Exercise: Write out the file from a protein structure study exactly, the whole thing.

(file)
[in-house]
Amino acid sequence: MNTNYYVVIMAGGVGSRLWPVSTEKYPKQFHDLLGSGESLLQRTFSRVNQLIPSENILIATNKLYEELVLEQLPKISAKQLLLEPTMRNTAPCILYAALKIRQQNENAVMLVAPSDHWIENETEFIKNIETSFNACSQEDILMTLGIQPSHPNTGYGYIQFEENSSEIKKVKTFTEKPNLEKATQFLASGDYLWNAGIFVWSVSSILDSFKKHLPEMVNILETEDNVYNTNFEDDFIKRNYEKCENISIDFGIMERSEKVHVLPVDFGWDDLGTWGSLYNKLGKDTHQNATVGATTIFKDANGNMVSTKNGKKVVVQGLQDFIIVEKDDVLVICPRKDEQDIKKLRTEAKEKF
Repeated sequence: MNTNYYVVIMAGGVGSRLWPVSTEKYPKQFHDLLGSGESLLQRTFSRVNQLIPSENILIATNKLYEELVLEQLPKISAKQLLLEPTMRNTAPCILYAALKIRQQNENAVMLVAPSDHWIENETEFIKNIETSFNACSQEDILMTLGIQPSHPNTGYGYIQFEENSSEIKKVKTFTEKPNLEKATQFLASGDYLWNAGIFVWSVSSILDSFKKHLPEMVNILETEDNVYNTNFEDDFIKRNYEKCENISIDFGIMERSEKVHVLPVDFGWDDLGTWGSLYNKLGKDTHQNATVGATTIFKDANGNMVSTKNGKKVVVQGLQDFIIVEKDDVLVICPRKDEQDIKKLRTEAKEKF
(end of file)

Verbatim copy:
[in-house]
Amino acid sequence: MNTNYYVVIMAGGVGSRLWPVSTEKYPKQFHDLLGSGESLLQRTFSRVNQLIPSENILIATNKLYEELVLEQLPKISAKQLLLEPTMRNTAPCILYAALKIRQQNENAVMLVAPSDHWIENETEFIKNIETSFNACSQEDILMTLGIQPSHPNTGYGYIQFEENSSEIKKVKTFTEKPNLEKATQFLASGDYLWNAGIFVWSVSSILDSFKKHLPEMVNILETEDNVYNTNFEDDFIKRNYEKCENISIDFGIMERSEKVHVLPVDFGWDDLGTWGSLYNKLGKDTHQNATVGATTIFKDANGNMVSTKNGKKVVVQGLQDFIIVEKDDVLVICPRKDEQDIKKLRTEAKEKF
Repeated sequence: MNTNYYVVIMAGGVGSRLWPVSTEKYPKQFHDLLGSGESLLQRTFSRVNQLIPSENILIATNKLYEELVLEQLPKISAKQLLLEPTMRNTAPCILYAALKIRQQNENAVMLVAPSDHWIENETEFIKNIETSFNACSQEDILMTLGIQPSHPNTGYGYIQFEENSSEIKKVKTFTEKPNLEKATQFLASGDYLWNAGIFVWSVSSILDSFKKHLPEMVNILETEDNVYNTNFEDDFIKRNYEKCENISIDFGIMERSEKVHVLPVDFGWDDLGTWGSLYNKLGKDTHQNATVGATTIFKDANGNMVSTKNGKKVVVQGLQDFIIVEKDDVLVICPRKDEQDIKKLRTEAKEKF